4. I may have a body and therefore be an athlete, but I am not athletic

    Just ask the people who watched me somehow throw a javelin into my own neck. Who knew that was possible?

    5. Ten events in one three-hour span is intense

    Our group had to go from the 400m dash to the 100m dash, with less than ten minutes of recovery time in between. Ashton Eaton and crew had two full days to conquer these ten events. So what I’m saying is everyone at the Nike event is tougher than Ashton Eaton, basically.

    6. Shotput is less about your arms and more about your core and legs

    When throwing the shotput, correct form dictates that you squat down – way down – facing away from the field and taking a couple of skip-steps before turning and effortlessly heaving the weighted ball several meters. The majority of your force comes from your legs (like how anytime you lift a heavy object, someone yells at you to lift with your legs) and the rotation you get from twisting your core.

    7. You can’t survive the decathlon with just Hardpressed muscles

    Don’t get me wrong, they sure do help, but in order to be truly good at these events, you had to know the proper technique and form; otherwise, you were wasting your energy. This same notion can be carried through to your other group fitness classes as well (especially form-heavy exercises like barre and yoga). Have an instructor give your form a check-up every now and then to make sure you’re doing all the moves properly; you may be surprised to discover a whole new set of muscles that you’ve never used before.

    8. Finishing the 1500m run on Soldier Field was pretty sweet

    asweatlife_10-Things-I-Learned-from-Nike's-Decathlon_3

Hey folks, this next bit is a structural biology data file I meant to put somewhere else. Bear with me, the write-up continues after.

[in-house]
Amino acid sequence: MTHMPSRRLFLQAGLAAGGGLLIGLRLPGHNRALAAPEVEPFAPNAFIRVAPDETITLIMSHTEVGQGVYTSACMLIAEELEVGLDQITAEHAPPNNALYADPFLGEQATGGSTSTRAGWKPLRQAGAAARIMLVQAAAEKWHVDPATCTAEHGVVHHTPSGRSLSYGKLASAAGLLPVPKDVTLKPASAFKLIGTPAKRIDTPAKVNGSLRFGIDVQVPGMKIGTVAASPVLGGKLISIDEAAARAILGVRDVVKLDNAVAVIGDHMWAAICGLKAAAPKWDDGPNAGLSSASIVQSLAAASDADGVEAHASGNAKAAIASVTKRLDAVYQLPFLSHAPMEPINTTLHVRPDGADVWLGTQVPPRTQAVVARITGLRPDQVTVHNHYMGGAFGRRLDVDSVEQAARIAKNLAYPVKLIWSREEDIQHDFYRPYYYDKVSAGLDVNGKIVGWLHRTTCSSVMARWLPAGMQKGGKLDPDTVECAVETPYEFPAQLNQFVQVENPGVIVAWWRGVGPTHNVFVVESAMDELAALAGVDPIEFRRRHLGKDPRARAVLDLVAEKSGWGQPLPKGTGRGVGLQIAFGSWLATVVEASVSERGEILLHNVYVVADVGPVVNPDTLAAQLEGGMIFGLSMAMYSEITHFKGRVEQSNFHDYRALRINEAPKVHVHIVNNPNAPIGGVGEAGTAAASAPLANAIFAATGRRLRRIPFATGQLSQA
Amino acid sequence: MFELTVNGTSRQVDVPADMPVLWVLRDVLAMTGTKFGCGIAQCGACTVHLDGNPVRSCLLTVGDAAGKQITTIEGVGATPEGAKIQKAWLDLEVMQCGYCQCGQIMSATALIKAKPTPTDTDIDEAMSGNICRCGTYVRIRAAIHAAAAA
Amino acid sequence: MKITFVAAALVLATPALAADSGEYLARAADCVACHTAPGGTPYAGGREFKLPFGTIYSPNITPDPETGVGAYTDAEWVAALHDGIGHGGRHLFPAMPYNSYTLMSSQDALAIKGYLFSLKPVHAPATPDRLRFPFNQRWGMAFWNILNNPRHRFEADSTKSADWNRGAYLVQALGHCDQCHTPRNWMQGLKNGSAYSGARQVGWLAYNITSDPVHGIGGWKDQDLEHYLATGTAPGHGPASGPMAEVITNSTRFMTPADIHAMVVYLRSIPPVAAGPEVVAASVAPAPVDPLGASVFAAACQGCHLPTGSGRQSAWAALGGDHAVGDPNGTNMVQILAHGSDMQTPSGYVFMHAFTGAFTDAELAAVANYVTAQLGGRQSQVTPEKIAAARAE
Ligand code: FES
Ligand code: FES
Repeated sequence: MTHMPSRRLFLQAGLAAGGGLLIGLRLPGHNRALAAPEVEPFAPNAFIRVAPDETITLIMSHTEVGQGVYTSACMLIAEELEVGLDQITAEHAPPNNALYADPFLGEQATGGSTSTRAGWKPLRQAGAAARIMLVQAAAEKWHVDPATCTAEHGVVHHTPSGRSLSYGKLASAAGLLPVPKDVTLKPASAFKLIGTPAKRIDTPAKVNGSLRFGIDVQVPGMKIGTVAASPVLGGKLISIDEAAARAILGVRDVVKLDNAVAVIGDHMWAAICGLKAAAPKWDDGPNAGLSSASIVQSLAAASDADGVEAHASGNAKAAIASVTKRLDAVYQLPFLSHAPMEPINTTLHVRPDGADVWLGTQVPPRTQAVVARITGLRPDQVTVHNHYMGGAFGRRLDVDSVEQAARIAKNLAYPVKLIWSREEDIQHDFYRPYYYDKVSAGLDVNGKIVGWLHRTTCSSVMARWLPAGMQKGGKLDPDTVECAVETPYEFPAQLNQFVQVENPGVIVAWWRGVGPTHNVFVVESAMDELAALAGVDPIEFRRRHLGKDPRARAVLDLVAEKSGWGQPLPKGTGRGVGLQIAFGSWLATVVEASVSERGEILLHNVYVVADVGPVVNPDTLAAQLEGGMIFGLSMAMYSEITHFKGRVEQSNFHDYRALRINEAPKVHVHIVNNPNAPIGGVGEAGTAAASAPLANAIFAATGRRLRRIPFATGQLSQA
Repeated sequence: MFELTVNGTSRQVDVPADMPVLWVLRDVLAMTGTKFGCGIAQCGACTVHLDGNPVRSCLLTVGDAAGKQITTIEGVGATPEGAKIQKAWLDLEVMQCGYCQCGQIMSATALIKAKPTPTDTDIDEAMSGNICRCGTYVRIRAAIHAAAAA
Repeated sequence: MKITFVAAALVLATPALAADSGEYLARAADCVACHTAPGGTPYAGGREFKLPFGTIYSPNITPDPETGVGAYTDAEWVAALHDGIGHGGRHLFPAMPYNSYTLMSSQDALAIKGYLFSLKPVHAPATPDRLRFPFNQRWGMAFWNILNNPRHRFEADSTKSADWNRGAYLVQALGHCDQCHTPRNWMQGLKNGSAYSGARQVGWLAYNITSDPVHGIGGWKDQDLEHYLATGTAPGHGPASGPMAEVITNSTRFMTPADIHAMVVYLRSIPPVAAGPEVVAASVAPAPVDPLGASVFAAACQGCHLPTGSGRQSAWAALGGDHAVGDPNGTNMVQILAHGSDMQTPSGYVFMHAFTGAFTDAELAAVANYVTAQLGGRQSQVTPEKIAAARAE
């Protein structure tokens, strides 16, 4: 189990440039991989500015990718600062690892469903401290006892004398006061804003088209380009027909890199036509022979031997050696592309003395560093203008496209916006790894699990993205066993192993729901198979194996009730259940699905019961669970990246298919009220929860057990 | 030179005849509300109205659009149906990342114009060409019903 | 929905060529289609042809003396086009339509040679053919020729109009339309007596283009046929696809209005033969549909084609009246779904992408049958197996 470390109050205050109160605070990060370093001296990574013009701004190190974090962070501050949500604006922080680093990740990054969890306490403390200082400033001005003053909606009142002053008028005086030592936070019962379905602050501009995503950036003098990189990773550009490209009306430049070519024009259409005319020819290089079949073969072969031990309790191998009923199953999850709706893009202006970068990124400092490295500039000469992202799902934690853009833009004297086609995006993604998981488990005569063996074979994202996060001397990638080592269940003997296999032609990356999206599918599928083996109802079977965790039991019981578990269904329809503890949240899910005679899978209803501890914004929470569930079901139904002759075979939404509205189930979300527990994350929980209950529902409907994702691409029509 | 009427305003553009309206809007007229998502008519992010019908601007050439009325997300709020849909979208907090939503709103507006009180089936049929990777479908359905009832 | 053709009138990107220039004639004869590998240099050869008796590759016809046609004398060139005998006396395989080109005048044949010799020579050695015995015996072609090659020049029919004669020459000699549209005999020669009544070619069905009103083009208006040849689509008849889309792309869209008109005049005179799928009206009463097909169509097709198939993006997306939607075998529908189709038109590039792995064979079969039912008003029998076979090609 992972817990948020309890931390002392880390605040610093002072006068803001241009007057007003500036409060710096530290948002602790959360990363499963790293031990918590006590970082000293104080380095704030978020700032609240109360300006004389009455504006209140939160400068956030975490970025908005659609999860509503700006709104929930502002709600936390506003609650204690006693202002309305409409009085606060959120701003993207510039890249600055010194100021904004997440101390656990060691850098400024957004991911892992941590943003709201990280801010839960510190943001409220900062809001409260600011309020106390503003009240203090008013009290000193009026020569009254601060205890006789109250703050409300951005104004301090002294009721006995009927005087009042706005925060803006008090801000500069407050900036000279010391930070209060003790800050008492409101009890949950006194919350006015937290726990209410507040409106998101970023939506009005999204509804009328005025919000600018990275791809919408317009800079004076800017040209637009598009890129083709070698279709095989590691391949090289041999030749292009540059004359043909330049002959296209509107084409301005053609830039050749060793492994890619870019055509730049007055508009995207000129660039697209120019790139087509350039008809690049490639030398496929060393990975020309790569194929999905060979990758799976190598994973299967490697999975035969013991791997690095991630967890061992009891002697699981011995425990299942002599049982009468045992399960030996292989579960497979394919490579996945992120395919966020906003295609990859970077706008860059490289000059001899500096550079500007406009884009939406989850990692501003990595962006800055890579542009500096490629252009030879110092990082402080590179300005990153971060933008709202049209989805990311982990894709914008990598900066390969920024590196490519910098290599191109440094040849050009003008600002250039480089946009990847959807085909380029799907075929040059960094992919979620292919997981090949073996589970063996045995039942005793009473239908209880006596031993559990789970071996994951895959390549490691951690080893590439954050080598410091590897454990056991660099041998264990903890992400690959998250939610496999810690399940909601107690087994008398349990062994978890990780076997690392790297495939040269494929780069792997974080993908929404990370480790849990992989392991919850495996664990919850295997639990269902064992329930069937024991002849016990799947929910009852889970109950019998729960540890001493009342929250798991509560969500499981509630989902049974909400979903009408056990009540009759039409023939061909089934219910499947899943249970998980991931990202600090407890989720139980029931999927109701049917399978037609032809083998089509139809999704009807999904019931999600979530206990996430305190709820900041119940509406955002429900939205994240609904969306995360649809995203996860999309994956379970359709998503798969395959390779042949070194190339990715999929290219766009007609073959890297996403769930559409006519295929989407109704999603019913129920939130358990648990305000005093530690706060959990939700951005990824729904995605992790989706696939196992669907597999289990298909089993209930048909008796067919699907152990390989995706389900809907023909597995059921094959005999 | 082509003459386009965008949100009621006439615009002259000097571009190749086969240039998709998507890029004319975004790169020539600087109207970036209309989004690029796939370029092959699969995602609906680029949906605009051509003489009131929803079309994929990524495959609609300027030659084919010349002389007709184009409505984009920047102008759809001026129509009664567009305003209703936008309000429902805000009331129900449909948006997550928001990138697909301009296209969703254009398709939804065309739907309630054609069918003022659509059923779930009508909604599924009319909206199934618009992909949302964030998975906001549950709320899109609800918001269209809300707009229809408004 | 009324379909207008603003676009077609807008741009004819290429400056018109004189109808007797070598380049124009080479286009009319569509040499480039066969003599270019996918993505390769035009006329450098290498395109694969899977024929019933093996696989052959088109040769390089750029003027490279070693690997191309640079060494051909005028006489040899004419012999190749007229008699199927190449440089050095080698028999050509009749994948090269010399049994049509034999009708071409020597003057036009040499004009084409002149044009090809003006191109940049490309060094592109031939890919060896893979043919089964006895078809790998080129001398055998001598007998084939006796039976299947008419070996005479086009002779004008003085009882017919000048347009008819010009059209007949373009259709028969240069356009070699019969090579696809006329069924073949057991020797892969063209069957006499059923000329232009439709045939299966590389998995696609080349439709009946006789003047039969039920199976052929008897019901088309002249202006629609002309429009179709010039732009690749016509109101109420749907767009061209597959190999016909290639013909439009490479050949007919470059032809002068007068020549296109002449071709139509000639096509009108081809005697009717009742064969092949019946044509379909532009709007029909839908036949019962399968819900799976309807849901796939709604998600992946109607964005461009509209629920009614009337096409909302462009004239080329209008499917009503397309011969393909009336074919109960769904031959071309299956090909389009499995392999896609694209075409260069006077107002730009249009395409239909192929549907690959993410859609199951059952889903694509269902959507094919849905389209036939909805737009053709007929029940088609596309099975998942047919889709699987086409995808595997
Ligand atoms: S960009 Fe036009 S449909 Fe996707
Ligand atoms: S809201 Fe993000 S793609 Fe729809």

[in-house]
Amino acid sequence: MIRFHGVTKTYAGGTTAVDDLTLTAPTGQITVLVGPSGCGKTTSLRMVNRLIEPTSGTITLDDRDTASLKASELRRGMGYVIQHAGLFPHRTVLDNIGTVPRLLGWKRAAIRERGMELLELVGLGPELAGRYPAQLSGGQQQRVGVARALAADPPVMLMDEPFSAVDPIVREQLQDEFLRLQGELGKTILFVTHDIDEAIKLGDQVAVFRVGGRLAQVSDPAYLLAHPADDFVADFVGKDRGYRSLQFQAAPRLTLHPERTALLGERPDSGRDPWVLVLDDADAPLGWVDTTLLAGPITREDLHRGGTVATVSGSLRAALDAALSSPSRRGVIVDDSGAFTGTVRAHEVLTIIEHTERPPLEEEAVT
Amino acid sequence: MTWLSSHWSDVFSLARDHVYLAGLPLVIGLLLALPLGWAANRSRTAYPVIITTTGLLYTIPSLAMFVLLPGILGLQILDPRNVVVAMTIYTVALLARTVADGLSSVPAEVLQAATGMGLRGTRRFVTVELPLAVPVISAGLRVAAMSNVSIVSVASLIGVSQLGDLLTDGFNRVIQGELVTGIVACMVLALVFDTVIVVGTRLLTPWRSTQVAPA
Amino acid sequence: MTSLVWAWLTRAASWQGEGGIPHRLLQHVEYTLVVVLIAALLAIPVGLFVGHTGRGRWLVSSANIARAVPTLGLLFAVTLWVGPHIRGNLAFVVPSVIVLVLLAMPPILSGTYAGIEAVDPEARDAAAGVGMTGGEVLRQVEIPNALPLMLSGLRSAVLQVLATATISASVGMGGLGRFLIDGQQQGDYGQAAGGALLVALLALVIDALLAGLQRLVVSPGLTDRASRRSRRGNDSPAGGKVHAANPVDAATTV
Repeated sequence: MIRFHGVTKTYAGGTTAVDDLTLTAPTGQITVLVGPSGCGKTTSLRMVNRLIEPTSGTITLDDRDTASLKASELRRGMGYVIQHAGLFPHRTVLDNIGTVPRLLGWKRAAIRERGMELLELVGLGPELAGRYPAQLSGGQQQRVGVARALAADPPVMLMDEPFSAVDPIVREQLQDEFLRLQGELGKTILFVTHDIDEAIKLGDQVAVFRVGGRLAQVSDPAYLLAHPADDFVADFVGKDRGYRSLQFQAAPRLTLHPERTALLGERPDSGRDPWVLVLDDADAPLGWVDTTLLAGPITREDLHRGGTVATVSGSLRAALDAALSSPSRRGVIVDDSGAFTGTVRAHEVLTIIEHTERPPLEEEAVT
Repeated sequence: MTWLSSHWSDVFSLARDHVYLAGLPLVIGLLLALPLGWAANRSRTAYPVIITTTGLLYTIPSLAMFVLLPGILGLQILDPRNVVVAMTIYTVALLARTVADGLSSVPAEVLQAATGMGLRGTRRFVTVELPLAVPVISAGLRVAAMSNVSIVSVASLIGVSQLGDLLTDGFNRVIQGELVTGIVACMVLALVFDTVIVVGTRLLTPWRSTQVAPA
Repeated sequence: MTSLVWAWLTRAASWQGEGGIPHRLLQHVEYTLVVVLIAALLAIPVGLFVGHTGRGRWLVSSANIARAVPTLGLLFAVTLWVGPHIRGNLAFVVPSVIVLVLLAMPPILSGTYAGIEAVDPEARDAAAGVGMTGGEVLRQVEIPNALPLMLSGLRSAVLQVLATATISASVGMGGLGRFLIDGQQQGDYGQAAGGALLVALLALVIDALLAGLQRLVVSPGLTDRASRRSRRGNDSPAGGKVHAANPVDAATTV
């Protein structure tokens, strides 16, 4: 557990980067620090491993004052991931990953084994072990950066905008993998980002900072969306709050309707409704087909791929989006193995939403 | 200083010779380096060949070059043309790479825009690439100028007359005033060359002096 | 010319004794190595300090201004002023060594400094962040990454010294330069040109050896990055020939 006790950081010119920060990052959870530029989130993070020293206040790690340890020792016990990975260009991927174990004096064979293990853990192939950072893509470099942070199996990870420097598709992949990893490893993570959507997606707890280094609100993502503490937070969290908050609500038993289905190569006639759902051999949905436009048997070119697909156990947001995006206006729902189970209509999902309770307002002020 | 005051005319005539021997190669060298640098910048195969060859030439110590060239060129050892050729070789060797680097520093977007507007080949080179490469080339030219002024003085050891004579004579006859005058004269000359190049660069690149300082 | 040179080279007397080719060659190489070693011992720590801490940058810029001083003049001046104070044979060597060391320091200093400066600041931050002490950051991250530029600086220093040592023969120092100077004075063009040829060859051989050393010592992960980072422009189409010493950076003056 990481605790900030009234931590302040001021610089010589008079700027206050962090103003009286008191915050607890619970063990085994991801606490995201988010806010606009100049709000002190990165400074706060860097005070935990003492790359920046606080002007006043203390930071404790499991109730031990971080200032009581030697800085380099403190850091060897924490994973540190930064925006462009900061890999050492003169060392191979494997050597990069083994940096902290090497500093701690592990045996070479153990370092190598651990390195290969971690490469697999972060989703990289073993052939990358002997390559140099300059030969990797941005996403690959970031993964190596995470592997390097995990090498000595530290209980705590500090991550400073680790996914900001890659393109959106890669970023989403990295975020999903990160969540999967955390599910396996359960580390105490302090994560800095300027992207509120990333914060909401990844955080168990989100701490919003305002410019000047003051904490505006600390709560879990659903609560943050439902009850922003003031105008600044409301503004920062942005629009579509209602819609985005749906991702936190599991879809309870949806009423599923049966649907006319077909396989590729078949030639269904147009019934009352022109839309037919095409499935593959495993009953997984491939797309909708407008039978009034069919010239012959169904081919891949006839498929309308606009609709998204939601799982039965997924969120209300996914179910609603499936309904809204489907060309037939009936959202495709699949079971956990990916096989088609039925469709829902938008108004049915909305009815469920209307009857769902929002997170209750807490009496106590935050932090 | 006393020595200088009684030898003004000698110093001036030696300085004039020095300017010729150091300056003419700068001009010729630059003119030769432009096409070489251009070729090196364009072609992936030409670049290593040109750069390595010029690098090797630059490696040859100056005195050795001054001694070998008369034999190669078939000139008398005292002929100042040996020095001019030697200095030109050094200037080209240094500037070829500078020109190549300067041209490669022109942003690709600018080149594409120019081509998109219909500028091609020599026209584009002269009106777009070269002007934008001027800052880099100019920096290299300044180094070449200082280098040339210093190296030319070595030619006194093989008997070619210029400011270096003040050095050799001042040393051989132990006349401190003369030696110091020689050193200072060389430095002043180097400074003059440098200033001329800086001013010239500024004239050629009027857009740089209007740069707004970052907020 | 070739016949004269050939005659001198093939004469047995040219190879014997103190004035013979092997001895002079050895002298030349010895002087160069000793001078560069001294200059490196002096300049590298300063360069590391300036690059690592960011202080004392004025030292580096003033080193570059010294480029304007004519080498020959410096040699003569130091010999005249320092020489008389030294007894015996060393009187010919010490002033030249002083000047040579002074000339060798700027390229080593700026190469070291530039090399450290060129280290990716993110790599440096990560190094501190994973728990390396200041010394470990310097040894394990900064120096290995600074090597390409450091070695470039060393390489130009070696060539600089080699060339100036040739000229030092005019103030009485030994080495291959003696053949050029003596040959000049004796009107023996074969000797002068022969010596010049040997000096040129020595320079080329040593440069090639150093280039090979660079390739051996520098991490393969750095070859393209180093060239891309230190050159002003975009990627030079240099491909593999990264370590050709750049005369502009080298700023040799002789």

Soldier Field is an iconic part of Chicago, but unless you’re a Bears player (or running the Soldier Field 10 Miler), you don’t often get the chance to run onto the field at a full sprint. Nike gave us that opportunity on Thursday night, and we took full advantage of the photo op.

    9. Unfortunately, no one will pay attention to the medal ceremony when there’s free pizza and beer being handed out.

    That’s just a fact.

    10. We may not have won the games, but we did have the best team name.

    That’s also just a fact.

    asweatlife_10-Things-I-Learned-from-Nike's-Decathlon_6

    About Kristen Geil

    A native of Lexington, Kentucky, Kristen moved to Chicago in 2011 and received her MA in Writing, Rhetoric, and Discourse from DePaul while trying to maintain her southern accent. Kristen grew up playing sports, and since moving to Chicago, she’s fallen in love with the lakefront running path and the lively group fitness scene. Now, as a currently retired marathoner and sweat junkie, you can usually find her trying new workouts around the city and meticulously crafting Instagram-friendly smoothie bowls. Kristen came on to A Sweat Life full-time in 2018 as Editor-in-Chief, and she spends her days managing writers, building content strategy, and fighting for the Oxford comma.